Newsletter

Get your daily update and weekly newsletter by signing up today!

News

Alessandro Pistone recalls the good, and not so good, times at Newcastle United

2 years ago
Share

Alessandro Pistone arrived at Newcastle in summer 1997.

Signed from Inter Milan, the defender was brought in by Kenny Dalglish for £4.5m as he brought changes to the team inherited from Kevin Keegan.

The previous season had seen Dalglish come in mid-season after Keegan resigned, Newcastle finishing Premier League runners-up for the second time in a row.

I remember on first look, Alessandro Pistone impressed as a stylish left-back, but after a handful of games I seem to recall he filled in at centre-back against Wimbledon. After getting a bit of a going over by the very physical Dons, I think fair to say he maybe never ever recovered from that experience.

Pistone went on to make 46 appearance for Newcastle and shared the distinction of being one of those sidelined by Ruud Gullit, alongside the likes of Alan Shearer and Robert Lee.

Talking about his time on Tyneside he says the 1998 FA Cup final (Newcastle 0 Arsenal 2) was one of his ‘best memories’.

He later went on to spend some seven years at Everton after a loan spell at Venezia.

Not drinking alcohol was a barrier to mixing socially with the majority of the squad and he didn’t appreciate the weather much – but despite this he loved it in England and especially at Newcastle, saying ‘Weather apart, it was beautiful. Newcastle is a very nice city, with clubs, pubs and restaurants. It’s a university’s city so the lifestyle was good for a 22-year-old guy.’

As for the Newcastle supporters, Alessandro Pistone (pictured above attempting to restrain Ketsbaia after his infamous assault on the advertising hoarding) describes them as ‘special’ and sums up the one club/one city intensity we have on Tyneside when declaring ‘I’ve never met a Newcastle citizen who was not a Newcastle fan.’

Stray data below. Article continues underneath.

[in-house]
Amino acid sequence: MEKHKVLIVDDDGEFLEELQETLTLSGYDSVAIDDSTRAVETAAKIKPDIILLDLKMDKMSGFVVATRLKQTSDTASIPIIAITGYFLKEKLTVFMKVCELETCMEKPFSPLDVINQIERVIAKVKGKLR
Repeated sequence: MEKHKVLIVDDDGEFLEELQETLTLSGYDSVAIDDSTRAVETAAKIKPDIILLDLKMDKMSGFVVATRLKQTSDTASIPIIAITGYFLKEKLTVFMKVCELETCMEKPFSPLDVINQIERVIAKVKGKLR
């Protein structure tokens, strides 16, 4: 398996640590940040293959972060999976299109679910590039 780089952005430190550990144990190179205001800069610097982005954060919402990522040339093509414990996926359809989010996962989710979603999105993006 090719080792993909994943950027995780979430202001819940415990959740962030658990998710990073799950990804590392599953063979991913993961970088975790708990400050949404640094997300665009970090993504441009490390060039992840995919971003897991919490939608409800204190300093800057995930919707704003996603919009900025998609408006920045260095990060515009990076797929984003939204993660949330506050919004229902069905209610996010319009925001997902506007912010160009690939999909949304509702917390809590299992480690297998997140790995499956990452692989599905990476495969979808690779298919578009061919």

Alessandro Pistone taking to Planet Football:

“At that time (1997), only a few Italian players had left Italy to go abroad, I was one of the youngest, but I always wanted to play abroad so Newcastle was a big opportunity for me.

“In those years Newcastle had one of the best teams in the Premier League and the year before I arrived they’d only lost out on the title in the last few matches.

“It was a big team with great players so I couldn’t miss the opportunity but living there was not easy for me.

“It was cold, rainy and windy most of the time, and when I moved there was I alone, because my girlfriend, who is now my wife, was still a student.

“I didn’t speak English and I drunk, and still drink, only water, so even the pubs were not the best places for me.

“It was OK but I never felt part of the group, it was much easier going out with the other foreign players as they experienced the same problems. But I don’t blame the English players, it’s just normal it to be that way.

“Weather apart, it was beautiful. Newcastle is a very nice city, with clubs, pubs and restaurants. It’s a university’s city so the lifestyle was good for a 22-year-old guy.

“Then there are the fans, who were and still are special. They live for Newcastle United. I’ve never met a Newcastle citizen who was not a Newcastle fan.

“The mood at the club was wonderful, we were convinced we could do something great and we started really well, but during the season we had some problems. Still, we reached the FA Cup final which is one of my best memories of being in England.

“We (Pistone and Ruud Gullit) didn’t like each other but I never understood why. Generally speaking, I think he was a good coach, but when he arrived he picked up more than 10 players and cast them aside without a word.

“He left out Shearer. Imagine that. In January I needed to play and there was an opportunity to join Venezia, but in a normal situation I would never have left Newcastle because I was living my dream.”

Share

If you would like to feature on The Mag, submit your article to [email protected]

Have your say

© 2019 The Mag. All Rights Reserved. Design & Build by Mediaworks